NAIROBI (Reuters) – A Catholic priest was charged in Kenyan court on Thursday with spreading the novel coronavirus, the second person to face such charges in Kenya.
Kenya, which has 234 confirmed cases of the coronavirus and 11 deaths, has banned all public gatherings, limited the number of mourners at funerals, imposed a daily curfew and restricted movement in and out of four regions most affected.
Catholic priest Richard Onyango Oduor was charged with having “negligently spread an infectious disease” after authorities said he failed to adhere to coronavirus quarantine rules following a visit to Italy.
He denied the charges in a Nairobi court, and was freed on a 150,000 Kenyan shilling ($1,415) bond. He was ordered to spend another 14 days in quarantine and reappear in court on May 2.
Archbishop Anthony Muheria, in charge of the Catholic dioceses of Nyeri and Kitui, told Reuters he could not comment on the case, and it was up to the authorities to determine whether the priest was at fault.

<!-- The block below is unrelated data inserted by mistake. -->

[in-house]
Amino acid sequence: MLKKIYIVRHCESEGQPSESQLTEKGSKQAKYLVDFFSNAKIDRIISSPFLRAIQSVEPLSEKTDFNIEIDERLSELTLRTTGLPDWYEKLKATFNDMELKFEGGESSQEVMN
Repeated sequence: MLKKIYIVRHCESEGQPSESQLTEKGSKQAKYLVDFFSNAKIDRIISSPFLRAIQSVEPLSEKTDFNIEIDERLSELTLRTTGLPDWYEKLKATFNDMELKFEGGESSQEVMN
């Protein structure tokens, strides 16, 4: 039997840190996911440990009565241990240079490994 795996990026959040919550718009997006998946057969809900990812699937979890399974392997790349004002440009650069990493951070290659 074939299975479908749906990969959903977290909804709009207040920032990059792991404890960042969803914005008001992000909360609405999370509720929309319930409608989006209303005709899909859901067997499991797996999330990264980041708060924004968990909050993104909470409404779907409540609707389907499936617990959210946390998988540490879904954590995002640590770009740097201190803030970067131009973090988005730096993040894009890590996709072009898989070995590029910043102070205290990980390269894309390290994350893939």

Last week, another court charged Gideon Saburi, the deputy governor of the coastal region of Kilifi County, with spreading the coronavirus by going out in public without taking precautions. He also denied the charges as was freed on bond while being ordered to self-quarantine. [nL8N2BR4WG]
Some African countries have had trouble persuading citizens to comply with restrictions imposed to curb the virus.
Kenyan media have been awash with stories of people trying to circumvent restrictions, holding parties in their houses and parks due to bar closures. A lawmaker was arrested for holding a party at a restaurant in the capital on Easter weekend.
Last week, some Botswana lawmakers were put in supervised quarantine after failing to observe an instruction to self-isolate. All of the country’s parliamentarians and President Mokgweetsi Masisi were asked to quarantine for 14 days after a health worker screening them tested positive.[nL5N2BX54R]
In South Africa, President Cyril Ramaphosa last week put its communications minister on leave for two months, one of which will be unpaid, for breaking the rules of a countrywide lockdown and having lunch with a former official.